The long-term objective is to eradicate large well-established solid tumors by adoptively transferred tumorspecific CD8+ T cells. Success depends on CD8+ T cells: (i) eliminating the majority of cancer cells by direct antigen-specific (perforin-dependent) killing and (ii) destroying non-malignant tumor stroma which in conjunction with radiation, chemo- or hormone therapy eliminates cancer cell variants responsible for recurrences. These objectives are obtainable, but have used transgenic CD8+ T cells for adoptive therapy, cancer cells expressing a tumor-specific antigen, tumor-bearing hosts lacking regulatory T cells, and a transplanted tumor model. The challenge is to demonstrate how these conditions will apply (and can be applied) to the elimination of autochthonous tumors in animals and then in patients. Thus, Aim 1 is to determine the requirements and limitations for adoptively transferred T cells to eradicate or arrest large wellestablished tumors. First it will be determined whether adoptively transferred T cells that eradicate large established transplanted tumors can also destroy autochthonous tumors growing in the same host and expressing the same antigen. The capability of the autochthonous tumors to sensitize stroma with antigen released from the cancer cells is also tested.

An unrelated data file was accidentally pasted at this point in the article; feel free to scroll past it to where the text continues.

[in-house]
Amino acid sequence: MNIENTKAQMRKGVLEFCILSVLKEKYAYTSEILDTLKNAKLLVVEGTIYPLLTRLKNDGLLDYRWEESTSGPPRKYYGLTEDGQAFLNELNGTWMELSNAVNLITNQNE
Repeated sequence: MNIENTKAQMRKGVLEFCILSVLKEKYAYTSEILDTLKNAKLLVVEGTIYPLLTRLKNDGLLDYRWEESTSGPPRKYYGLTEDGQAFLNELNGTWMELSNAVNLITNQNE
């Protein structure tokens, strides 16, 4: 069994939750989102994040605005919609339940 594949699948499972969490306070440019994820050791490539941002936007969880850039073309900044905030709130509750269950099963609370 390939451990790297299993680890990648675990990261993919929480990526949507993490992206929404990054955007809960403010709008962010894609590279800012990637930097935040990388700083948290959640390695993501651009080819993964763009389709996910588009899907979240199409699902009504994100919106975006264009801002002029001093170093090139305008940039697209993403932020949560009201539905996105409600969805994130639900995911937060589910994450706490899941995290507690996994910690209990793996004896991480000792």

In Aim 2, it will be tested whether stromal sensitization and stromal destruction occurs in different tumor types and whether peripheral T cells can be made effective to destroy tumor stroma by reprogramming these T cells with TCRs from self-reactive poorly lytic T cells. Some cancers harbor sufficient antigen, and in Aim 3, release of this antigen from the cancer cells by therapeutic manipulations will be attempted to load and sensitize the stroma. If cancer cells express too little antigen to sensitize stroma, loading of the stroma with exogenous antigen will be attempted. Finally, by optical imaging of well-established large tumors through a window opening, the real-time sequence of events will be analyzed that occur when adoptively transferred T cells encounter cancer cells and cancer stroma. This may reveal the primary targets of adoptively transferred T cells destroying large established tumors and the mechanisms of cancer variant destruction. These mouse models study novel concepts and use engineered reagents to destroy solid tumors of sizes that are detectable in patients and that escape conventional immunological therapies even in rodents. The plan is to establish principles and to develop novel approaches as a guide for the development of novel therapies to eradicate established solid tumors in patients.

National Institute of Health (NIH)
National Cancer Institute (NCI)
Research Program Projects (P01)
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Special Emphasis Panel (ZCA1-RPRB-O)
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University of Chicago
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